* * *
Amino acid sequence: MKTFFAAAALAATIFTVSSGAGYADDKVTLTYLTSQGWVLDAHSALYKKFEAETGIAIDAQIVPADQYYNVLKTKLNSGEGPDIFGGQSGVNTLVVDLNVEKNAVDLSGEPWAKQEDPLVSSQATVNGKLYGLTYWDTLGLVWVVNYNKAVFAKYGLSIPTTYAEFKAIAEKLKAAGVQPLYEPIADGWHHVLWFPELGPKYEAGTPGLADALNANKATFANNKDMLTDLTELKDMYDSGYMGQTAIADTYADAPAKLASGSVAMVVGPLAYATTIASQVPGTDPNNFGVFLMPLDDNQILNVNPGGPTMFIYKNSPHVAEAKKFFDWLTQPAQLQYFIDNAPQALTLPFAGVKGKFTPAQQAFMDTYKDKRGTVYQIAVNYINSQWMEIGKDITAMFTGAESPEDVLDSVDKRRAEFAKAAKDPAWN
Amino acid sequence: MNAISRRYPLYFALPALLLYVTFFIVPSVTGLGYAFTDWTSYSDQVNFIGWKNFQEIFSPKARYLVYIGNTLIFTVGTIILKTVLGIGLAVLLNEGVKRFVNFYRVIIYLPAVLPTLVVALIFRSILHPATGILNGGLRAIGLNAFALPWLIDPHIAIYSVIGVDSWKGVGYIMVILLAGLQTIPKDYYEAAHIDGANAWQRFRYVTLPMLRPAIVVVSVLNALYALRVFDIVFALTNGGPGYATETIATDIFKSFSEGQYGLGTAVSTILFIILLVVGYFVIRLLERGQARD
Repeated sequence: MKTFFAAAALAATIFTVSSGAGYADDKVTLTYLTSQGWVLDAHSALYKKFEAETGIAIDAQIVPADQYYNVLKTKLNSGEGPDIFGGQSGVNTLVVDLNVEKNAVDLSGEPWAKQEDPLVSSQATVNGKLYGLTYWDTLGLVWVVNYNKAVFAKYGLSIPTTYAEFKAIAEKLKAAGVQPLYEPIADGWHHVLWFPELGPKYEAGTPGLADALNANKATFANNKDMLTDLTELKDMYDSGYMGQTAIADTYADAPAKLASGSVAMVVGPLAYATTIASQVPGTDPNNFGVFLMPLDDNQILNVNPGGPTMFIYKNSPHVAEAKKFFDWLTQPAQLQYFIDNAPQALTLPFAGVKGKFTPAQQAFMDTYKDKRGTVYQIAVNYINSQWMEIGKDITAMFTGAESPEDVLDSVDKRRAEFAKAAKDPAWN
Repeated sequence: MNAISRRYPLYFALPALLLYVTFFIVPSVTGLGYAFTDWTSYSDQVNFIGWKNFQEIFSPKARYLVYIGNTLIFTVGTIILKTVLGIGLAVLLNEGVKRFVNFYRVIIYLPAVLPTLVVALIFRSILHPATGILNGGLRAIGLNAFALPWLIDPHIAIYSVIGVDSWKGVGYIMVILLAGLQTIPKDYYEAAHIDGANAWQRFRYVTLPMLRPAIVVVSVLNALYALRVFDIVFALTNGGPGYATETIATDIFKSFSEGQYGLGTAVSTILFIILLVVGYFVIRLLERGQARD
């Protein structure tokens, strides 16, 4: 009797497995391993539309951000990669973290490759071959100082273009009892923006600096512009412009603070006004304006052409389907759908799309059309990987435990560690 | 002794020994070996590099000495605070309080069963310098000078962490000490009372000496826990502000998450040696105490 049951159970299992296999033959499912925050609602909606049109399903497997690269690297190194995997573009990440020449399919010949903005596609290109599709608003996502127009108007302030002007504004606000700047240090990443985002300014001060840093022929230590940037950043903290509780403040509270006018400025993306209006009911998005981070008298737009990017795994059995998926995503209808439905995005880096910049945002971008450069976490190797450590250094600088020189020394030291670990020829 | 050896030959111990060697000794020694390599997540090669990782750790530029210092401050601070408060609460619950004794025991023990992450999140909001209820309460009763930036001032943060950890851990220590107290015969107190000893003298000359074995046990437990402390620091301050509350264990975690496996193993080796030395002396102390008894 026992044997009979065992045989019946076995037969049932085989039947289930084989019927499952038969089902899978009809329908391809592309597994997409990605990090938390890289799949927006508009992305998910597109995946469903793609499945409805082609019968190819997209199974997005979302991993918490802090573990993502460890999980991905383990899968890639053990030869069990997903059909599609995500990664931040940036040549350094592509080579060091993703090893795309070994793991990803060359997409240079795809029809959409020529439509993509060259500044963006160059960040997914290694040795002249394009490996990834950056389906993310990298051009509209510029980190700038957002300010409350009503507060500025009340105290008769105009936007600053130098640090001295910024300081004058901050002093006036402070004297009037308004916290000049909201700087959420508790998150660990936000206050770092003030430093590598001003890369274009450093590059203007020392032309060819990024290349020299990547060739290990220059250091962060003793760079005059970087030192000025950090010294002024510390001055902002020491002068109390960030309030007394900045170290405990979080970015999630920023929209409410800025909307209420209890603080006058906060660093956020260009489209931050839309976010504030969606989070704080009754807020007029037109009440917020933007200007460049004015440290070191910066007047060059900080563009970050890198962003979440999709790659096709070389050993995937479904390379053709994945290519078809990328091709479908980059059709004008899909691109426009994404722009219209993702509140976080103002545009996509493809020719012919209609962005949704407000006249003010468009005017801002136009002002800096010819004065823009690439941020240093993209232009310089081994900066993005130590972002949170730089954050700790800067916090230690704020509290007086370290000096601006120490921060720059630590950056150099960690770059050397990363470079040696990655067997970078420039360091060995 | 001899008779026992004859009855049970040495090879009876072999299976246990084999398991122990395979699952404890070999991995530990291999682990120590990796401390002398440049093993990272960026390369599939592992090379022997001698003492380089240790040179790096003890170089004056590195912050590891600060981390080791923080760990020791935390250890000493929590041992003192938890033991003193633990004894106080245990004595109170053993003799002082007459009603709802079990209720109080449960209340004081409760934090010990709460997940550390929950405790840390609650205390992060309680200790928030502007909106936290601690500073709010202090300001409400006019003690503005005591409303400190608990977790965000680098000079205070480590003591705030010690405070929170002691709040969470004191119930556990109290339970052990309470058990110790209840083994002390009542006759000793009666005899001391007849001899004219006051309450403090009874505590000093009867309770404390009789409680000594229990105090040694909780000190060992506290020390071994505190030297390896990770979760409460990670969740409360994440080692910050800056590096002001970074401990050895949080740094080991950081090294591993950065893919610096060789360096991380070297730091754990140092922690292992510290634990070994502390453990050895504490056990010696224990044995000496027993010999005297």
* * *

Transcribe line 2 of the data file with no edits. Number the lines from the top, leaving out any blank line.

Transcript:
Amino acid sequence: MNAISRRYPLYFALPALLLYVTFFIVPSVTGLGYAFTDWTSYSDQVNFIGWKNFQEIFSPKARYLVYIGNTLIFTVGTIILKTVLGIGLAVLLNEGVKRFVNFYRVIIYLPAVLPTLVVALIFRSILHPATGILNGGLRAIGLNAFALPWLIDPHIAIYSVIGVDSWKGVGYIMVILLAGLQTIPKDYYEAAHIDGANAWQRFRYVTLPMLRPAIVVVSVLNALYALRVFDIVFALTNGGPGYATETIATDIFKSFSEGQYGLGTAVSTILFIILLVVGYFVIRLLERGQARD